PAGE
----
My least favorite thing as a mother is mommy guilt. I have yet to meet a mother who does not experience this. Whether a working mother or stay at home there are pressures in society that cause us to question our motives and our actions on a constant basis.

Although my goal is for this to be a site that any parent can learn from and feel comfortable in, I felt that this article was an important one to include despite the fact that it is written for mothers specifically. However, if you are the partner of a mother I think this will be an important one for you to read as well.

Whether a working mother or stay at home there are pressures in society that cause us to question our motives and our actions on a constant basis.

We feel guilty when we take time apart from our children to do anything for ourselves.
We feel guilty when we are with them, and we are too tired to play.
We feel guilty when we refuse them things that they want.
We feel guilty about feeding decisions we make, about the amount of homework they get, about going out on date nights.
We feel guilty if we choose to send our kids to daycare, yet we also feel guilty if they are home without a playmate.

The list goes on and on.

I am not even going to talk about worry today (I am pretty sure I could write a whole book about that one).

There have been many moments in my life as a mother when mommy guilt has reared its ugly head.

I remember a few specific instances mostly because they brought me the most pain.

It didn’t take long for me to feel mommy guilt for the first time, our oldest daughter was just a few weeks old.

I was breastfeeding her, as is recommended, and things seemed to be going great at first. She was starting to gain weight, and we were on a roll. Around two and a half weeks in we had a couple of nights where she simply could not settle. We took her to see the pediatrician, and she was losing weight. I felt horrible. He recommended that I pump and supplement with formula. The support system for breastfeeding mothers was not quite the same then, or at least not as widely discussed or available.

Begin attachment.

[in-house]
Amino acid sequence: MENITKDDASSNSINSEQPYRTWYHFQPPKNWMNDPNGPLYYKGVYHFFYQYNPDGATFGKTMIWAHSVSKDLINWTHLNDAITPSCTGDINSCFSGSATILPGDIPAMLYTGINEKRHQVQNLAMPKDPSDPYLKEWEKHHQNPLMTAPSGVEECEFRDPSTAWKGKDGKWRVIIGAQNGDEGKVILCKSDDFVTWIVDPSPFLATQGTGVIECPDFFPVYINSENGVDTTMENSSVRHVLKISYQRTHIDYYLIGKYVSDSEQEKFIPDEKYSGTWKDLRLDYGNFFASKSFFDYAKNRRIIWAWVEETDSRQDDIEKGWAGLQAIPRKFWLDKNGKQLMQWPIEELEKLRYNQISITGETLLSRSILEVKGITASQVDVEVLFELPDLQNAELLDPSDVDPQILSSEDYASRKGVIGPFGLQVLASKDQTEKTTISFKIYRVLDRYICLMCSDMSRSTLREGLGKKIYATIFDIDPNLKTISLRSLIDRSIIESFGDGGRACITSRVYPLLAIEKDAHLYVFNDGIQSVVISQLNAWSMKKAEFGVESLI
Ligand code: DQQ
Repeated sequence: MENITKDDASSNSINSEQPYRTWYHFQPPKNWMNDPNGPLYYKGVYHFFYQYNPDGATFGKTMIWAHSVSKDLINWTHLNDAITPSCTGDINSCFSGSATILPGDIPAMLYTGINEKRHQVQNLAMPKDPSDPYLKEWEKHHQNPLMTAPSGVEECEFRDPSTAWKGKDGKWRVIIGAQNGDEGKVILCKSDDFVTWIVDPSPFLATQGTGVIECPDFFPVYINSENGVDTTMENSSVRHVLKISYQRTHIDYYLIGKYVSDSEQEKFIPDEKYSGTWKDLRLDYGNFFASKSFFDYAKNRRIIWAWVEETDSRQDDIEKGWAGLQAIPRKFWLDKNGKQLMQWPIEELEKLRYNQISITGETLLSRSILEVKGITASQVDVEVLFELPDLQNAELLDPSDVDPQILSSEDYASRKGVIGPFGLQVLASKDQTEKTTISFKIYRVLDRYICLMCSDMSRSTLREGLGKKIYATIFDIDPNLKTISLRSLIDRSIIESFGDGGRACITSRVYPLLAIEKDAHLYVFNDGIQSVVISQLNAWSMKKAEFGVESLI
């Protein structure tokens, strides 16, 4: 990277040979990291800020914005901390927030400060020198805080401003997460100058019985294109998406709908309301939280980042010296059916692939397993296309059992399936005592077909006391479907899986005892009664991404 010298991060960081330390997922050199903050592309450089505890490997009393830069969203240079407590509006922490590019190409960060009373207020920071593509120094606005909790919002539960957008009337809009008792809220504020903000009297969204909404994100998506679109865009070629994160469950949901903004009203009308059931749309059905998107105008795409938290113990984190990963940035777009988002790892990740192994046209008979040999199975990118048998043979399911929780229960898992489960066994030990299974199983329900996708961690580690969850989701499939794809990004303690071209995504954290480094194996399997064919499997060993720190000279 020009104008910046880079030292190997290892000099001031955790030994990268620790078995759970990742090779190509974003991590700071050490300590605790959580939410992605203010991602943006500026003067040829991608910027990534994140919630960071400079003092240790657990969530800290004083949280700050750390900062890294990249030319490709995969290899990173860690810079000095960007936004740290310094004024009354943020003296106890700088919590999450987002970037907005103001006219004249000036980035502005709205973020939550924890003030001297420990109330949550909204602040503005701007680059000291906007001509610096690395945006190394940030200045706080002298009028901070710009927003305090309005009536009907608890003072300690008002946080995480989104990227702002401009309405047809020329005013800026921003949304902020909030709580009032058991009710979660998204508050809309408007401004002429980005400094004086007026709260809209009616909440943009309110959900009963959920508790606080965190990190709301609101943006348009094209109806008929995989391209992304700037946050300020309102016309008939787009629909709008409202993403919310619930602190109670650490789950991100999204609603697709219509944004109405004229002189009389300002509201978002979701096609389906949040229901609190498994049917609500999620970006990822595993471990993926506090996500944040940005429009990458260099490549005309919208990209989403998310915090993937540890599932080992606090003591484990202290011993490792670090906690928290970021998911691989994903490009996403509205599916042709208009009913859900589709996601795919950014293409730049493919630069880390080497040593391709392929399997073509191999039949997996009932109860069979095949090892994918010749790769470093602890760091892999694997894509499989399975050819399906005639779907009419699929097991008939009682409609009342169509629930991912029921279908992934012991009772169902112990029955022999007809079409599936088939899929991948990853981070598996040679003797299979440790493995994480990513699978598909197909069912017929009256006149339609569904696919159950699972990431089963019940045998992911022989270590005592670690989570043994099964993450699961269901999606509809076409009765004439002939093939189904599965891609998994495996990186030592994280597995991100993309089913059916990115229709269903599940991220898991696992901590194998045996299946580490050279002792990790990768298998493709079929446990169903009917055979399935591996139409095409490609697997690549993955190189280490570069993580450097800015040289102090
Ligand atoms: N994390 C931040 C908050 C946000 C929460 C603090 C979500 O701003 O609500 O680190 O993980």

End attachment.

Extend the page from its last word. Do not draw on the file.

Another week or so went by, and I was pumping all day long only to get a 4-ounce bottle of milk from all pumping sessions combined. Oh the guilt I was feeling! Why couldn’t I produce enough milk? Should I even bother? Am I the worst mother because I want to stop? I mean I am a pediatrician! Shouldn’t I be able to do better? Meanwhile in the background, not realizing that it was doing more harm than good, my family was saying “just give her a bottle… she’s so small… you weren’t breastfed and you turned out fine….”

I finally called my pediatrician and asked him for permission to stop. I look back now and know it sounds a bit ridiculous, but since then I have been asked for that same permission countless times. I know it is something we feel we need sometimes and that’s ok. At that time stopping to nurse was the best thing for my daughter.

I have since become a lactation consultant and would like to think I have helped many moms overcome some of these challenges and struggles. But I remember that time clearly, and I remember the stress of trying to nurse and how it was lifted when I stopped. I know that breastfeeding has a multitude of benefits, but for my daughter at that moment the best thing was for me to stop and yet I felt so guilty.

As a second-year pediatric resident, I recall vividly sitting in the Pediatric intensive care unit caring for a few of the sickest children in Central New York (we were living in Syracuse at the time). It was June, and my senior residents were graduating and gone for the day. I received a phone call and the number no working mom wants to see popped up on the caller ID – the daycare. Our first daughter was sick with a fever of 102. She needed to be picked up. “I’ll see what I can do… “ I told the daycare, an answer they probably haven’t heard too often, but it was my reality.